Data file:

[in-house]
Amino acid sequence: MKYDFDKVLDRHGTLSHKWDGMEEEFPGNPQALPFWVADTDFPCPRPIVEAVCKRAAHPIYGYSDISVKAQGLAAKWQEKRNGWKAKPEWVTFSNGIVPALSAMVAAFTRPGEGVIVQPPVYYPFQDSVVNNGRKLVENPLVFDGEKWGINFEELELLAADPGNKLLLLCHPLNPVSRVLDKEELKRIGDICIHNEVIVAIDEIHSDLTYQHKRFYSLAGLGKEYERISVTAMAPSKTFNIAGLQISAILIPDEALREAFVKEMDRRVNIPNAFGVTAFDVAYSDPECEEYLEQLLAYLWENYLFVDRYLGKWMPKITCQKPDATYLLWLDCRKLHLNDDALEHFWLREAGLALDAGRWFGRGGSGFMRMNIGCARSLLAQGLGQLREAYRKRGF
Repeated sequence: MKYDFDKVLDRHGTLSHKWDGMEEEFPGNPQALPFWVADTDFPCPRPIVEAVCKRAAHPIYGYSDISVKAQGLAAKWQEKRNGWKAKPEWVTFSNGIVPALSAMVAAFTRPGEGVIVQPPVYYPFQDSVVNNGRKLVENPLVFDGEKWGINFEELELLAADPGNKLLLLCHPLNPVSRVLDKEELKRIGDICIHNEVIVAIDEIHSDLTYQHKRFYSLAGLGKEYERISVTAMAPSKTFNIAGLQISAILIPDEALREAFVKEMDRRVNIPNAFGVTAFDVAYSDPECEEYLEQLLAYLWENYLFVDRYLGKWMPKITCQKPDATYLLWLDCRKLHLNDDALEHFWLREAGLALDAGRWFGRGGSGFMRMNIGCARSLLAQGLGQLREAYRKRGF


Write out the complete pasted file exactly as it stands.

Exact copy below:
[in-house]
Amino acid sequence: MKYDFDKVLDRHGTLSHKWDGMEEEFPGNPQALPFWVADTDFPCPRPIVEAVCKRAAHPIYGYSDISVKAQGLAAKWQEKRNGWKAKPEWVTFSNGIVPALSAMVAAFTRPGEGVIVQPPVYYPFQDSVVNNGRKLVENPLVFDGEKWGINFEELELLAADPGNKLLLLCHPLNPVSRVLDKEELKRIGDICIHNEVIVAIDEIHSDLTYQHKRFYSLAGLGKEYERISVTAMAPSKTFNIAGLQISAILIPDEALREAFVKEMDRRVNIPNAFGVTAFDVAYSDPECEEYLEQLLAYLWENYLFVDRYLGKWMPKITCQKPDATYLLWLDCRKLHLNDDALEHFWLREAGLALDAGRWFGRGGSGFMRMNIGCARSLLAQGLGQLREAYRKRGF
Repeated sequence: MKYDFDKVLDRHGTLSHKWDGMEEEFPGNPQALPFWVADTDFPCPRPIVEAVCKRAAHPIYGYSDISVKAQGLAAKWQEKRNGWKAKPEWVTFSNGIVPALSAMVAAFTRPGEGVIVQPPVYYPFQDSVVNNGRKLVENPLVFDGEKWGINFEELELLAADPGNKLLLLCHPLNPVSRVLDKEELKRIGDICIHNEVIVAIDEIHSDLTYQHKRFYSLAGLGKEYERISVTAMAPSKTFNIAGLQISAILIPDEALREAFVKEMDRRVNIPNAFGVTAFDVAYSDPECEEYLEQLLAYLWENYLFVDRYLGKWMPKITCQKPDATYLLWLDCRKLHLNDDALEHFWLREAGLALDAGRWFGRGGSGFMRMNIGCARSLLAQGLGQLREAYRKRGF